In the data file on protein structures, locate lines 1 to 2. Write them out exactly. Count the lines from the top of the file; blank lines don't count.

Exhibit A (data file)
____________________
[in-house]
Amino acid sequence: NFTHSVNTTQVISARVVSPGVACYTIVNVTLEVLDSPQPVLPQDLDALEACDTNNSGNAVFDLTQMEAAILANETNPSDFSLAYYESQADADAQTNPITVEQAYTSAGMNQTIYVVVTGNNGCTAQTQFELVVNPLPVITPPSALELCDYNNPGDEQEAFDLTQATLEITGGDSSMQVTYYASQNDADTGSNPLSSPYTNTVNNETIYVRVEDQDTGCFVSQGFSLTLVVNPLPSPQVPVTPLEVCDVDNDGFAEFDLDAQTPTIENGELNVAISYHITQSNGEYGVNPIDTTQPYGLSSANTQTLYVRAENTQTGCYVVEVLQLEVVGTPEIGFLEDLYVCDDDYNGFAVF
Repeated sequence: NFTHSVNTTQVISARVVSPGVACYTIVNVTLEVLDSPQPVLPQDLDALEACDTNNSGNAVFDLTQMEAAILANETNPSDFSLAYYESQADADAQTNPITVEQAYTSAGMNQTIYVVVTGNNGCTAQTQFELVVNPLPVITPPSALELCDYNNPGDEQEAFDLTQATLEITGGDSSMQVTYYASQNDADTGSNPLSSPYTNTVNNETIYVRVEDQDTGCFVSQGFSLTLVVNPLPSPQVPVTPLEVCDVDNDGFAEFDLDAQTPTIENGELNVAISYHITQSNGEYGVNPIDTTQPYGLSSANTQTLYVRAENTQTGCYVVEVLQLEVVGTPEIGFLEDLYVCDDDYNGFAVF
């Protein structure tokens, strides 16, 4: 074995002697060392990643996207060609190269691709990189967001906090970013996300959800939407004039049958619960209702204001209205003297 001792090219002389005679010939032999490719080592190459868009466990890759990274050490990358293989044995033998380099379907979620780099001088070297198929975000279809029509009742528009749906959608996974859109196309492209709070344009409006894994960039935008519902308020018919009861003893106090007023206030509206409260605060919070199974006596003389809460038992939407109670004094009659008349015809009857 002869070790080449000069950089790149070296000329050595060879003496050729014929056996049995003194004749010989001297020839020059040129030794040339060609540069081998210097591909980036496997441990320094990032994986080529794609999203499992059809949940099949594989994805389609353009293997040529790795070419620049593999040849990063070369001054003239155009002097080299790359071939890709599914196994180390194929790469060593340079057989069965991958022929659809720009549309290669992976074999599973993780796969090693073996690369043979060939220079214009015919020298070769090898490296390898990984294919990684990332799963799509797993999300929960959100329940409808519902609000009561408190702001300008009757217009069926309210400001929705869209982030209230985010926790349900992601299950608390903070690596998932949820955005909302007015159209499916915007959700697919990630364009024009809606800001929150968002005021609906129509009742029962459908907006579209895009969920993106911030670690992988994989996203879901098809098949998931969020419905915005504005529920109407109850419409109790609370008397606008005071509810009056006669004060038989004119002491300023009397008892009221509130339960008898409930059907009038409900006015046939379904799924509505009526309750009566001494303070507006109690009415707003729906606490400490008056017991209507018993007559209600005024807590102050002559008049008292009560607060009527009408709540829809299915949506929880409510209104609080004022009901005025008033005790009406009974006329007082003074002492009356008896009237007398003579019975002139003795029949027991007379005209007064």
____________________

[in-house]
Amino acid sequence: NFTHSVNTTQVISARVVSPGVACYTIVNVTLEVLDSPQPVLPQDLDALEACDTNNSGNAVFDLTQMEAAILANETNPSDFSLAYYESQADADAQTNPITVEQAYTSAGMNQTIYVVVTGNNGCTAQTQFELVVNPLPVITPPSALELCDYNNPGDEQEAFDLTQATLEITGGDSSMQVTYYASQNDADTGSNPLSSPYTNTVNNETIYVRVEDQDTGCFVSQGFSLTLVVNPLPSPQVPVTPLEVCDVDNDGFAEFDLDAQTPTIENGELNVAISYHITQSNGEYGVNPIDTTQPYGLSSANTQTLYVRAENTQTGCYVVEVLQLEVVGTPEIGFLEDLYVCDDDYNGFAVF